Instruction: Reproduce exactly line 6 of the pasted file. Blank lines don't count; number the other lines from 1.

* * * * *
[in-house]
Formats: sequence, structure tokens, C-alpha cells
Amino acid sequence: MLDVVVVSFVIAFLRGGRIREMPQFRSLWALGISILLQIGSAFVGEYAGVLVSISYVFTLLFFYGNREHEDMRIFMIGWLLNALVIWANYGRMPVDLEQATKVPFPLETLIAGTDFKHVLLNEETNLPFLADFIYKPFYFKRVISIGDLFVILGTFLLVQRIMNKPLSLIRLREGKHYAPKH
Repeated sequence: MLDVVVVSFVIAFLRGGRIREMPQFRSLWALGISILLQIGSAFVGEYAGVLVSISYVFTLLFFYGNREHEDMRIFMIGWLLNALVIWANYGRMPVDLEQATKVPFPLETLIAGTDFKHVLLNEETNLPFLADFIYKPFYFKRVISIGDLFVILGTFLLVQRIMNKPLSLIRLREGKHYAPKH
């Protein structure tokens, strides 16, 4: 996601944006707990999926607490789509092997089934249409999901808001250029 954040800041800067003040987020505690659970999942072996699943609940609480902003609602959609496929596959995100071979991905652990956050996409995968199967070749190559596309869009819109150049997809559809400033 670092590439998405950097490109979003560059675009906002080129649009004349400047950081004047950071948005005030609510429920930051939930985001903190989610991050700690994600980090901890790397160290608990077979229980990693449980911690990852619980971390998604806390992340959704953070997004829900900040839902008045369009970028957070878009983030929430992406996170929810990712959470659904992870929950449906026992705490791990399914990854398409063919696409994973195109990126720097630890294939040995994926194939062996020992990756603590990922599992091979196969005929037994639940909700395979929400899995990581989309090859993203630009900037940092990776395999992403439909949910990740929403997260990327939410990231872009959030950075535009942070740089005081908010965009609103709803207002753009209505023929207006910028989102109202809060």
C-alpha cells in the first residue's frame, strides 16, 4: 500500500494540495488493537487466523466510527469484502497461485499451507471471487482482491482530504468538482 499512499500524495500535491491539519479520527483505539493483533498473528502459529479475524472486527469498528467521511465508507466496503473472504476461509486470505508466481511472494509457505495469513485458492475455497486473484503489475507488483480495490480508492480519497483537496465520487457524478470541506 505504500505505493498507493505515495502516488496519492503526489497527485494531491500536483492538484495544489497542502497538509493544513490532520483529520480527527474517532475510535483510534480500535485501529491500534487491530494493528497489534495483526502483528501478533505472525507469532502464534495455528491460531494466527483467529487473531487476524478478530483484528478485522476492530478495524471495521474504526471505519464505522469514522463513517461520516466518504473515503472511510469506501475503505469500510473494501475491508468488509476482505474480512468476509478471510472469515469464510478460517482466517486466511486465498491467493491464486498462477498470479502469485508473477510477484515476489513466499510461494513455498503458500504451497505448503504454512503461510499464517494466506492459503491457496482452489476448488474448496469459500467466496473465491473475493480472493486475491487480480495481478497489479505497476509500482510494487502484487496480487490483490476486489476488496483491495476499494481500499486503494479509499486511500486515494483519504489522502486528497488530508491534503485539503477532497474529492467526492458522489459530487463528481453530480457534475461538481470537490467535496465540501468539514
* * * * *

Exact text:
C-alpha cells in the first residue's frame, strides 16, 4: 500500500494540495488493537487466523466510527469484502497461485499451507471471487482482491482530504468538482 499512499500524495500535491491539519479520527483505539493483533498473528502459529479475524472486527469498528467521511465508507466496503473472504476461509486470505508466481511472494509457505495469513485458492475455497486473484503489475507488483480495490480508492480519497483537496465520487457524478470541506 505504500505505493498507493505515495502516488496519492503526489497527485494531491500536483492538484495544489497542502497538509493544513490532520483529520480527527474517532475510535483510534480500535485501529491500534487491530494493528497489534495483526502483528501478533505472525507469532502464534495455528491460531494466527483467529487473531487476524478478530483484528478485522476492530478495524471495521474504526471505519464505522469514522463513517461520516466518504473515503472511510469506501475503505469500510473494501475491508468488509476482505474480512468476509478471510472469515469464510478460517482466517486466511486465498491467493491464486498462477498470479502469485508473477510477484515476489513466499510461494513455498503458500504451497505448503504454512503461510499464517494466506492459503491457496482452489476448488474448496469459500467466496473465491473475493480472493486475491487480480495481478497489479505497476509500482510494487502484487496480487490483490476486489476488496483491495476499494481500499486503494479509499486511500486515494483519504489522502486528497488530508491534503485539503477532497474529492467526492458522489459530487463528481453530480457534475461538481470537490467535496465540501468539514